if this is the 2nd time you tried and it did not worked, you might need to try something else :)
 

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Discussion Starter · #6 ·
Thanks everyone, I am going to try and take some pics of the brood to hopefully post but also for me to get a better look with more time and less movement.
 

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It is time to check for the mite load and take drastic action when possible.
Also, need to find the original queen. It is crucial to find her to make sure that
the hive is queen right before going into the Fall and winter. If no queen then need
to get them one asap. Mites will give you spotty pattern too.
 

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Discussion Starter · #8 ·
So I checked again but the pics did not come out so well. This time I did as thorough a check as I could. I did see some larvae but real spotty. I think I found the frame the queen was on because the girls were moving real erratic and clearing a path but I never actually saw a queen. I checked 2 weeks ago and mite count was very low by was of sticky board. I do have SHB but put in a few traps yesterday and hope that will help. The positive, in my novice view, is they are very active and I have several frames full of bees.
I would feel better if I saw the queen or better more concise brood pattern but maybe being so new I am just not that good at seeing everything as I should.
Thanks again everyone for all of your responses
 

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So I checked again but the pics did not come out so well. This time I did as thorough a check as I could. I did see some larvae but real spotty. I think I found the frame the queen was on because the girls were moving real erratic and clearing a path but I never actually saw a queen. I checked 2 weeks ago and mite count was very low by was of sticky board. I do have SHB but put in a few traps yesterday and hope that will help. The positive, in my novice view, is they are very active and I have several frames full of bees.
I would feel better if I saw the queen or better more concise brood pattern but maybe being so new I am just not that good at seeing everything as I should.
Thanks again everyone for all of your responses
A sticky board is a crummy way to measure mites. It does not take into consideration the number of bees in the hive and what you really measure is not how many mites there are, but how many fall. Use a sugar shake or and alcohol shake for a more accurate measurement.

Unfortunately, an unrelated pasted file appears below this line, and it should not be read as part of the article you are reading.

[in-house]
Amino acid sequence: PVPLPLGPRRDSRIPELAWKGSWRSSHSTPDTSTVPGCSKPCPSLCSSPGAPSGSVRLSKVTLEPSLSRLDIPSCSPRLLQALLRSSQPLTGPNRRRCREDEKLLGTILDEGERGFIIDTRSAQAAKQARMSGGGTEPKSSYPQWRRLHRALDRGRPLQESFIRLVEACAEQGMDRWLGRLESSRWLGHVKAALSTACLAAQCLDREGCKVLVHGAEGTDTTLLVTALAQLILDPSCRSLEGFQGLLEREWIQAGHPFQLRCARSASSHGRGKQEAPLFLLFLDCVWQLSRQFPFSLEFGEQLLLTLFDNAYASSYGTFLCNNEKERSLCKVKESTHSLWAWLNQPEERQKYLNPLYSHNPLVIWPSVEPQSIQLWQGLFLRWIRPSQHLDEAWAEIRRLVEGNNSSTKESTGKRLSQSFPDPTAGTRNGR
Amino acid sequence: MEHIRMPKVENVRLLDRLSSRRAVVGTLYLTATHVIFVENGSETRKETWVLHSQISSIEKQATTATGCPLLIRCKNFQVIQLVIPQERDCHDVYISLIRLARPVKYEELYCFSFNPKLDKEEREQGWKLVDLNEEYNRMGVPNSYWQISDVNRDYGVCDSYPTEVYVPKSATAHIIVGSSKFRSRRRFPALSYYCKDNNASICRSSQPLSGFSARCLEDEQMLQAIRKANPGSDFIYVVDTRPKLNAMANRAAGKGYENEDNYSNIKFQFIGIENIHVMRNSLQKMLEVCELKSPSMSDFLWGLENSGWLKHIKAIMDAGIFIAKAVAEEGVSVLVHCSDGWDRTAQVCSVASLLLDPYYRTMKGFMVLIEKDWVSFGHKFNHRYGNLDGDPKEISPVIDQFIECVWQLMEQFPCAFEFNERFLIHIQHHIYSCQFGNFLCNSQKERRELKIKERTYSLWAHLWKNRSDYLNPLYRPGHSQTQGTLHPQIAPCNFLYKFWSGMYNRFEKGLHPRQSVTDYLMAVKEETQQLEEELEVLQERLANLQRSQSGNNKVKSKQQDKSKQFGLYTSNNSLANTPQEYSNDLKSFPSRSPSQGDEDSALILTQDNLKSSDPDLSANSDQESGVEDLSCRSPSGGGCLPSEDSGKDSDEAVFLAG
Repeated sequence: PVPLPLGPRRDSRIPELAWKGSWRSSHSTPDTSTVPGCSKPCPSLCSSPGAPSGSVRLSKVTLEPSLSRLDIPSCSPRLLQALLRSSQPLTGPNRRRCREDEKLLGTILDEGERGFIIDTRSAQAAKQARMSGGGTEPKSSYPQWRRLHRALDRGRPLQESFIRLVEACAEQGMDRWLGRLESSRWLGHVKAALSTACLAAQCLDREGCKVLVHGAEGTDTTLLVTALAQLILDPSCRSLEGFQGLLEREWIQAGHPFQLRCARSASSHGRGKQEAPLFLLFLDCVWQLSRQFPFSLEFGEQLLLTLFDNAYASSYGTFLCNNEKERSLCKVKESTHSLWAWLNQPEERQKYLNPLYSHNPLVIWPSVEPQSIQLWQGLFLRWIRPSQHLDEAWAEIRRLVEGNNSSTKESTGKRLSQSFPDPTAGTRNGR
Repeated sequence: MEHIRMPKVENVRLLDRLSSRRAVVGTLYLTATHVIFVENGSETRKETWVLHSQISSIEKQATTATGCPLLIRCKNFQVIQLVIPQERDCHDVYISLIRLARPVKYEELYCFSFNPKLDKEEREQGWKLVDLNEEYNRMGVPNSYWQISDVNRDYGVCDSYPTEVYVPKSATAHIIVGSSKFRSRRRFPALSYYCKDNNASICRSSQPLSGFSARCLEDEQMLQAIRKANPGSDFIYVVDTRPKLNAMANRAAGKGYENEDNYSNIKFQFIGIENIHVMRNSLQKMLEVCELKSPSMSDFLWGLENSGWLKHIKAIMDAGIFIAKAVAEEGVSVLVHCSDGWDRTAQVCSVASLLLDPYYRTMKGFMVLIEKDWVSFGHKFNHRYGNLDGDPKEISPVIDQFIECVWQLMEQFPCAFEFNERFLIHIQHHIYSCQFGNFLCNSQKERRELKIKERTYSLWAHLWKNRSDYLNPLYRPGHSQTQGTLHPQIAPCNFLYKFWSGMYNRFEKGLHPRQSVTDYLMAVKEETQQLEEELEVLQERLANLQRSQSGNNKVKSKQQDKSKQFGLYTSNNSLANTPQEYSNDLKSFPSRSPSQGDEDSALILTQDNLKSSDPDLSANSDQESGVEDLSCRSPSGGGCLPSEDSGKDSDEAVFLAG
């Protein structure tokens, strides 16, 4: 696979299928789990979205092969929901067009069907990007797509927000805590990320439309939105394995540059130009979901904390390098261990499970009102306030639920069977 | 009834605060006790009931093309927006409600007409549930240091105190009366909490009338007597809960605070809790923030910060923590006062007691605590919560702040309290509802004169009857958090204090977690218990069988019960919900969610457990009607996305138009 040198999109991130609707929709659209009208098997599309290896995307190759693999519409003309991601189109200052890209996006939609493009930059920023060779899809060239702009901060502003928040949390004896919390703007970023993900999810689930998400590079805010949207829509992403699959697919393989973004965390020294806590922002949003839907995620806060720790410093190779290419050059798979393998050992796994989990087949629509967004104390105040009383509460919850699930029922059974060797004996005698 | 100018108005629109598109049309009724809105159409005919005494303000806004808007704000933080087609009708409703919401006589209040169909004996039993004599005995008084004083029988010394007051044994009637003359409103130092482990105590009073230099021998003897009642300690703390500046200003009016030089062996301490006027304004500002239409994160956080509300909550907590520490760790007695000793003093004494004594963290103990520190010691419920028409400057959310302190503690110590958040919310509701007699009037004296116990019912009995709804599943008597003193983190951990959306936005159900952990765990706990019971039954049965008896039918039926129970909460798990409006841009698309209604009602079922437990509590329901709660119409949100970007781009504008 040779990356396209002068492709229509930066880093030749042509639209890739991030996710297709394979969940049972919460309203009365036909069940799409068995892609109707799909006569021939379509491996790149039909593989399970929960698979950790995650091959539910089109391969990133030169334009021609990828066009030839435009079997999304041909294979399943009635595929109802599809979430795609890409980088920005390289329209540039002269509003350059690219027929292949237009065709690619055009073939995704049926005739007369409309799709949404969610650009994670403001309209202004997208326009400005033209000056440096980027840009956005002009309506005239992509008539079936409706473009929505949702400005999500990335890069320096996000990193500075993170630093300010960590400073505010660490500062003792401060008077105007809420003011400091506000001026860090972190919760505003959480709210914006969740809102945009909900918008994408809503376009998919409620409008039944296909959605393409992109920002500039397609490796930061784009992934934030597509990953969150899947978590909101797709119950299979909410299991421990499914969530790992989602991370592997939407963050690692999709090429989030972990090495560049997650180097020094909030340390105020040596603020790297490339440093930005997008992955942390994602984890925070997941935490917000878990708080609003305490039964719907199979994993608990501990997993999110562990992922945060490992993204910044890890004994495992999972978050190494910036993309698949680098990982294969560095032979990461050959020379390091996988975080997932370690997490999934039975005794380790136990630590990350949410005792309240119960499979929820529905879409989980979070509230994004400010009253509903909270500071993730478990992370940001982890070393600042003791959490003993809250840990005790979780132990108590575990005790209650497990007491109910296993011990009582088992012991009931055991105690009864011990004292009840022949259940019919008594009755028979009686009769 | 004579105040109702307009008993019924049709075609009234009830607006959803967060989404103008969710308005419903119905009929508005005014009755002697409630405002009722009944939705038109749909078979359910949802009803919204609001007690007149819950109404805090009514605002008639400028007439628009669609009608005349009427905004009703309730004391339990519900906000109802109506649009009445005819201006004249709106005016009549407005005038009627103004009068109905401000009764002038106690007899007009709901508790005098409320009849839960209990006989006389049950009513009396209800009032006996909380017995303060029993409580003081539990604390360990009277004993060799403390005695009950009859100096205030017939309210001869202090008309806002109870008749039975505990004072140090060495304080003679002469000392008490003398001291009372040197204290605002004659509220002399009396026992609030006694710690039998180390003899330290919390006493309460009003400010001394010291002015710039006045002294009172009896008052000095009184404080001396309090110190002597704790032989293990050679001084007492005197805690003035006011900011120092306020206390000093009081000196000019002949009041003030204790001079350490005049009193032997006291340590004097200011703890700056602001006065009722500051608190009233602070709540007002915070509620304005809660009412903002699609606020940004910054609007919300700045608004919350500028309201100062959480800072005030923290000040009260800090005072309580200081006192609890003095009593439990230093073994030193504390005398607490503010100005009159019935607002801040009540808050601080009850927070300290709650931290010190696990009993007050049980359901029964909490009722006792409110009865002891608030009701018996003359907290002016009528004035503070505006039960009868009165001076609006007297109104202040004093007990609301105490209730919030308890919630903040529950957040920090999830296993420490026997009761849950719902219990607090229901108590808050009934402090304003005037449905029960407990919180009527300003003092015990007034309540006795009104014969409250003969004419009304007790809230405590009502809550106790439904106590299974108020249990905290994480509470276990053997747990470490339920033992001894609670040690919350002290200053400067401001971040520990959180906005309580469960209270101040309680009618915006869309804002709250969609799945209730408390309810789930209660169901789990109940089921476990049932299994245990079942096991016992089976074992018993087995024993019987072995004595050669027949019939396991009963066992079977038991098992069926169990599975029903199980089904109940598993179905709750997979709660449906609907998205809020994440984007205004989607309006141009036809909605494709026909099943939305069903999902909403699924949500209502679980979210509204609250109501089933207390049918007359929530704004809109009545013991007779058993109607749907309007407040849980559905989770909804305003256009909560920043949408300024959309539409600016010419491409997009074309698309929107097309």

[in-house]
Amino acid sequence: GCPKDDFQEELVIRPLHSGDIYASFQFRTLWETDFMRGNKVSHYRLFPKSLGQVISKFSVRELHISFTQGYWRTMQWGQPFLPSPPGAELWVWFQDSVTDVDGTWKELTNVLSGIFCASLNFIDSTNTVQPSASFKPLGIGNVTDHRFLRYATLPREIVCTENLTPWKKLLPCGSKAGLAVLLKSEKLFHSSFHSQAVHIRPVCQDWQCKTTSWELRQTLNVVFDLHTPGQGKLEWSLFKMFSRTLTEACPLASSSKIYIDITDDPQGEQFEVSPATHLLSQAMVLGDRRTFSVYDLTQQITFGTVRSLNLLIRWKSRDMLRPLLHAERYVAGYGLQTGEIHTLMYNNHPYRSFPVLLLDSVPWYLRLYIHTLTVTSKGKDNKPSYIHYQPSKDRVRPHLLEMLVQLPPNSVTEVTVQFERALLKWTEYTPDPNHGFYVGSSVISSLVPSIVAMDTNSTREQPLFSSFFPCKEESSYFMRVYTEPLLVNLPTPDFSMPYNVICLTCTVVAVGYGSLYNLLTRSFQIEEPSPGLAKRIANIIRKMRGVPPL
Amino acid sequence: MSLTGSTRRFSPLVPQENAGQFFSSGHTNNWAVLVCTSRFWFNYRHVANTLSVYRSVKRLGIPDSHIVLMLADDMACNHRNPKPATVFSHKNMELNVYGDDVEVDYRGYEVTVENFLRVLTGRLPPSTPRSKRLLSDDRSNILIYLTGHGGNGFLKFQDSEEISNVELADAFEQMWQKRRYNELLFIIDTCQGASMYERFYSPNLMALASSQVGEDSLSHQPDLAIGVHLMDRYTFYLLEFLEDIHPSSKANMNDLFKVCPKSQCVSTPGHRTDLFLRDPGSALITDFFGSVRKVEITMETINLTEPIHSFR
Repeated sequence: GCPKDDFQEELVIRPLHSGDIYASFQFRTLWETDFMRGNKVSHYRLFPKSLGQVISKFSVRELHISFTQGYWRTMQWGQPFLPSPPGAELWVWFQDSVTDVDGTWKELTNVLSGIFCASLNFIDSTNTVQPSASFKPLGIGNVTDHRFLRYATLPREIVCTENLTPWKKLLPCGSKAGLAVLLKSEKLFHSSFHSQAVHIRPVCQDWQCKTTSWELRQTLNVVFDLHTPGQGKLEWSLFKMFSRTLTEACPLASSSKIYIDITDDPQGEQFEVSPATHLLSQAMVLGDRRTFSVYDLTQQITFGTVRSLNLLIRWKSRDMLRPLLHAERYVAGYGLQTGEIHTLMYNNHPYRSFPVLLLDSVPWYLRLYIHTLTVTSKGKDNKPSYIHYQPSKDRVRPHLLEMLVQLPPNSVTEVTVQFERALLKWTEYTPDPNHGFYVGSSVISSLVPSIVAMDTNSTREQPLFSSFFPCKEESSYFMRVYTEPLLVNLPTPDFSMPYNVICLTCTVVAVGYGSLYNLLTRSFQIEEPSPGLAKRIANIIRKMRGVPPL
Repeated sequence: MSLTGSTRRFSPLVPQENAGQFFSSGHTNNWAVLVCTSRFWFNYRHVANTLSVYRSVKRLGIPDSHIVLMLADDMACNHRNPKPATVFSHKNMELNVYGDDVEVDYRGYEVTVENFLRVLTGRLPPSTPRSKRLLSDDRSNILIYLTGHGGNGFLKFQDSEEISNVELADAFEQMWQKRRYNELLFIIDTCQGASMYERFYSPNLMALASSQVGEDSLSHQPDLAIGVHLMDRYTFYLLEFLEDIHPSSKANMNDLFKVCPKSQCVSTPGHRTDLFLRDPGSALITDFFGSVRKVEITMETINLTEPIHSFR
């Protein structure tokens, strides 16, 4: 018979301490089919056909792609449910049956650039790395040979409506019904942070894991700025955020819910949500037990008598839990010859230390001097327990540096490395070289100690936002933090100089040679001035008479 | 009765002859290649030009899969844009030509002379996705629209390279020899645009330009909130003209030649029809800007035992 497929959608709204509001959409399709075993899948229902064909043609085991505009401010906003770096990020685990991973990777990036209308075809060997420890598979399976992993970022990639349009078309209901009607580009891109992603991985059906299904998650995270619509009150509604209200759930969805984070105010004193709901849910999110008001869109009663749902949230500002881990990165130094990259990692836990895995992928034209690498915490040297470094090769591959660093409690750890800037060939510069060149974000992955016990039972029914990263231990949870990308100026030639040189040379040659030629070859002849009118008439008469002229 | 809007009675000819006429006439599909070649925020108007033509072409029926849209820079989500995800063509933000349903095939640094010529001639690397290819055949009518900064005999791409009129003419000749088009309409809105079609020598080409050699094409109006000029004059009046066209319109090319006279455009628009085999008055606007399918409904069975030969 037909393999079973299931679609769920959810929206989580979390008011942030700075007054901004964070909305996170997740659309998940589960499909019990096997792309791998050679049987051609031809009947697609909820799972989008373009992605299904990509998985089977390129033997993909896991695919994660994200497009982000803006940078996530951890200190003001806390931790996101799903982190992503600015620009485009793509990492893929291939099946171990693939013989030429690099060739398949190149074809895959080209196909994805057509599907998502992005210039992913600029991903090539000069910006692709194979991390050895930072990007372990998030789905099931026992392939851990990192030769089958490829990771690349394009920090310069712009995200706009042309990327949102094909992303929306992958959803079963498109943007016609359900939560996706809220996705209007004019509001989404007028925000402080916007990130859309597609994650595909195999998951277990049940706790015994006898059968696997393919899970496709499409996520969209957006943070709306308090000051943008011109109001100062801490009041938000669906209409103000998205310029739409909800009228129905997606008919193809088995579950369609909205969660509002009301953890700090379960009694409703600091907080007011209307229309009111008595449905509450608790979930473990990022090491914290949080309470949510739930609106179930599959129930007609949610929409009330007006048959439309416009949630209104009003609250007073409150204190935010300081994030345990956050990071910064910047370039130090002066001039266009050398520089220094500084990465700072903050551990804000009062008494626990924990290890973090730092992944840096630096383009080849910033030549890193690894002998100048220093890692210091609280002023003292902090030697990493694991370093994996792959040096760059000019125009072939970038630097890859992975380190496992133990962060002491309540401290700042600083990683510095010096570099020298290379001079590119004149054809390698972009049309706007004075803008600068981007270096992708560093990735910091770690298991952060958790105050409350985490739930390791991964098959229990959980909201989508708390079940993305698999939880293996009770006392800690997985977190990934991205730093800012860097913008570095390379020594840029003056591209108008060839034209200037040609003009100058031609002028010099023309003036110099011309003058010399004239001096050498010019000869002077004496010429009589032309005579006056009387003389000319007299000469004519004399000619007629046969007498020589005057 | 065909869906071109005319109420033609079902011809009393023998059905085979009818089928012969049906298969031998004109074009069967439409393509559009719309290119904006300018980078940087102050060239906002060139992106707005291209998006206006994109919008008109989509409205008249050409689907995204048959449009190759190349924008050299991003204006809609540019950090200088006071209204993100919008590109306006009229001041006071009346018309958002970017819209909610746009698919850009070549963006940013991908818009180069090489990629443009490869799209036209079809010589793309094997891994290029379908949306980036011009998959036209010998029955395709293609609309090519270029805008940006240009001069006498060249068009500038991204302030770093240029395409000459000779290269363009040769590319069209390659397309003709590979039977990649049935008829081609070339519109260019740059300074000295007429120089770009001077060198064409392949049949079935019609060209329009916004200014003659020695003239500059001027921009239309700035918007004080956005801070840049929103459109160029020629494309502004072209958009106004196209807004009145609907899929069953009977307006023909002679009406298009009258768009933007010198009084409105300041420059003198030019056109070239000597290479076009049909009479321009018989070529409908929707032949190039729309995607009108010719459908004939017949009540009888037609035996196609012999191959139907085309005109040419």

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Discussion Starter · #11 ·
New question:
Is it possible that when I thought I had a dead queen I actually had a queen that was not laying and when I added a new queen they killed her keeping the original queen? I found my queen today but no eggs and not much if any larvae and not much capped brood.
 

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New question:
Is it possible that when I thought I had a dead queen I actually had a queen that was not laying and when I added a new queen they killed her keeping the original queen? I found my queen today but no eggs and not much if any larvae and not much capped brood.
It is more than possible, it is the normal outcome of adding a mated queen to a colony that already has one. She most likely lasted about five minutes. Adding a virgin queen would most likely end in your queen being killed by the virgin. I have played with the idea of requeening by just releasing virgins into the colony, but in my area I have a poor mated queen return rate so I ditched the idea.
 

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Discussion Starter · #13 ·
Thanks for the info, I am starting to think that is what happened and not that one died and this one is of poor quality
 

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Another possibility is that a virgin got into your hive with the cells in it while she
was returning from her mating flight and killed the original queen. I had a nuc hive
that recently requeened itself. But the virgin queen got into the wrong nuc hive next to hers.
The end result was that the virgin killed all the remaining capped queen cells inside the hive.
I recognized the virgin because she was a Cordovan/carnis mixed queen from another nuc hive
that I inspected one week ago. The queen less nuc now has its own capped queen cell to make
up the loss.